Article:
TYPE 2 diabetes can be controlled and even prevented if a person overhauls their lifestyle and improves their diet. If left untreated, rising blood sugar levels in the body can cause a host of health problems. The most life-threatening risks are heart disease and stroke. Many people live with type 2 diabetes without realising it, as the symptoms do not usually cause pain. One early warning sign to watch out for is unexplained weight loss.
Unexplained weight loss is the term used to describe a decrease in body weight that occurs unintentionally.
The amount a person weighs is determined by a number of factors including age, calorie intake and overall health.
While losing weight can help reduce the risk of developing type 2 diabetes – carrying excess weight is one of the chief culprits – unexplained weight loss can signify the condition, as Diabetes.co.uk explained: “In people with diabetes, insufficient insulin prevents the body from getting glucose from the blood into the body’s cells to use as energy.
“When this occurs, the body starts burning fat and muscle for energy, causing a reduction in overall body weight.”
Frequent urination, another common sign of the condition, may also contribute to unexplained weight loss.
When you lose glucose through frequent urination, you also lose calories
According to Mayo Clinic, “When you lose glucose through frequent urination, you also lose calories.”
Diabetes.co.uk recommends consulting your GP if you have unintentionally lost more than five percent of your normal body weight, or more than ten lbs (4.5 kg) in six to twelve months or less.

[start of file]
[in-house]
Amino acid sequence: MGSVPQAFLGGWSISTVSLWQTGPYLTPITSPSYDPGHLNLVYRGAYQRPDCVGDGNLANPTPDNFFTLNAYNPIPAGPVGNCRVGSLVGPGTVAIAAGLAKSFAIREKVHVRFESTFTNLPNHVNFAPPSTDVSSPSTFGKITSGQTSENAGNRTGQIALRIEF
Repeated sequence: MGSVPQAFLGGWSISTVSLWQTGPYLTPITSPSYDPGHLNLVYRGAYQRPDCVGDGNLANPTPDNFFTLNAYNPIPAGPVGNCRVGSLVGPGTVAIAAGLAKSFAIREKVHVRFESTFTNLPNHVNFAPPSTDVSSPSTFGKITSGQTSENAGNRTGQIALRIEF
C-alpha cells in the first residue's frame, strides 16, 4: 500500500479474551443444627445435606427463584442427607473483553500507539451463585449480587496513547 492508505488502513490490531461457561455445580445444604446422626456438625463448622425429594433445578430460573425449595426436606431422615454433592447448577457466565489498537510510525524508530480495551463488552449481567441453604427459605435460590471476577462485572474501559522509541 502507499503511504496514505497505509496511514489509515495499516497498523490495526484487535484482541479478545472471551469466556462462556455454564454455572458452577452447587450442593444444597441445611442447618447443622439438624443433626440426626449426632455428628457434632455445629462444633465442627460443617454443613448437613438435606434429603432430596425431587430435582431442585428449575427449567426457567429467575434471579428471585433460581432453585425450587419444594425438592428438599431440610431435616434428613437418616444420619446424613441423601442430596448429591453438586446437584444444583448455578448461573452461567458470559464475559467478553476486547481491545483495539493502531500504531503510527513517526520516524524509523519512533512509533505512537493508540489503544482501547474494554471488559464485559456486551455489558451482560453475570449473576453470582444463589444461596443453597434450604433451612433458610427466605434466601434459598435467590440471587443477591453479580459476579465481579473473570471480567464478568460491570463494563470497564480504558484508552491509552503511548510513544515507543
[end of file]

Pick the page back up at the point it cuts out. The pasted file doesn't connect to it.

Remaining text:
They will be able to determine what’s causing the weight loss (e.g. undiagnosed diabetes) and the best way to treat the problem, it said.
- According to the NHS, other common symptoms of type 2 diabetes include:
- Peeing more than usual, particularly at night
- Feeling thirsty all the time
- Feeling very tired
- Itching around your penis or vagina, or repeatedly getting thrush
- Cuts or wounds taking longer to heal
- Blurred vision
If you are newly diagnosed with type 2 diabetes, the health body recommends going for a check-up every three months to make sure the condition doesn’t lead to other health problems.
A routine check-up will assess your average blood sugar levels and how close they are to normal, it says.
“You have these checks every 3 months when newly diagnosed, then every 6 months once you’re stable,” it said.
It is also advisable to get a yearly check-up on your feet to see if you if you have lost any feeling, or have developed any ulcers or infections, said the health body.
This can be done by a local GP, diabetes nurse, or podiatrist.
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